This pedal sounds great on bass guitar. There's really not much more to say. The advanced studio-quality compression algorithm works perfectly on the lower tones of the bass guitar and helps to even out and thicken the instrument's tone.

Adjust the knob to adjust the amount of compression and be on your way to great-sounding bass guitar!

As is the case with all TC Electronic pedals, the Spectra Comp has true bypass. However, this pedal is often left in the on position since its sounds so good.

TC Electronic

TC Electronic is featured in My New Microphone's Top 11 Best Guitar/Bass Effects Pedal Brands To Know & Use.

Markbass Compressore

Last but not least is the state-of-the-art Markbass Compressore.

| My New Microphone
Markbass Compressore

The Compressore from Markbass is a solid compressor. There's nothing all that fancy about it. It just simply sounds incredible.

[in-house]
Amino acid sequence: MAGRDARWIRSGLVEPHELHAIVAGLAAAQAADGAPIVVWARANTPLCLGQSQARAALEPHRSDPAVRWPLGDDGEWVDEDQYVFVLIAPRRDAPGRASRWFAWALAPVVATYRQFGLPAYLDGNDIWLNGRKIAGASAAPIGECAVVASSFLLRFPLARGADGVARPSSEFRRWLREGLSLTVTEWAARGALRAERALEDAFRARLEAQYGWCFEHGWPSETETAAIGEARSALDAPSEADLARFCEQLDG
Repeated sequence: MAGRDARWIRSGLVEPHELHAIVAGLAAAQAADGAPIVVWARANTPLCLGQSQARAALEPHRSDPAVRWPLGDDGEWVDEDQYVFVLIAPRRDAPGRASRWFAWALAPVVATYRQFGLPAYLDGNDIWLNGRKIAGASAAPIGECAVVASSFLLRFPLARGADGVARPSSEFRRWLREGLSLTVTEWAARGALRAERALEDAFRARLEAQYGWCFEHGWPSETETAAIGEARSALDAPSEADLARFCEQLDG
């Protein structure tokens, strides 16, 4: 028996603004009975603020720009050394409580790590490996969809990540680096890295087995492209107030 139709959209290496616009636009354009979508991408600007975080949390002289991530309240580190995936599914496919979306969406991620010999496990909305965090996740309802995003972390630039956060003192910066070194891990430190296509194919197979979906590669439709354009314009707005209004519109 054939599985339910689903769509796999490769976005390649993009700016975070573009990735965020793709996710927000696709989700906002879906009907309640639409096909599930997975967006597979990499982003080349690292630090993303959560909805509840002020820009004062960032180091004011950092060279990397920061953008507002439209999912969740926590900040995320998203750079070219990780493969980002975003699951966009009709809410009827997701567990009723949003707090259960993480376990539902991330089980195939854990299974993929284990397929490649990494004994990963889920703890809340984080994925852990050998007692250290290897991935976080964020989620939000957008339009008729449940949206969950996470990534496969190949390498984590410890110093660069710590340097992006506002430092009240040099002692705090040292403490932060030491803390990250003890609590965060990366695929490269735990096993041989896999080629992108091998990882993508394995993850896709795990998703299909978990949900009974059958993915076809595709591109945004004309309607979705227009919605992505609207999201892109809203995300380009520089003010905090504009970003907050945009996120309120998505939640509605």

All the necessary adjustments are present on the pedal to dial it in to our liking. Spend some time with it, and you'll surely find the perfect compressor setting(s) for your bass guitar(s).

I really dig that the knobs of this pedal are labelled appropriately. Other than the “Volume” knob, which is often called “Make Up Gain”, each of the controls is pretty much equivalent to what you'd see on a typical studio compressor unit or compressor plugin.

Again, basic but highly effective. The Markbass Compressore sounds awesome and wraps up our list of best compressor pedals for guitar and bass guitar!


Former Top Compressor Pedal Picks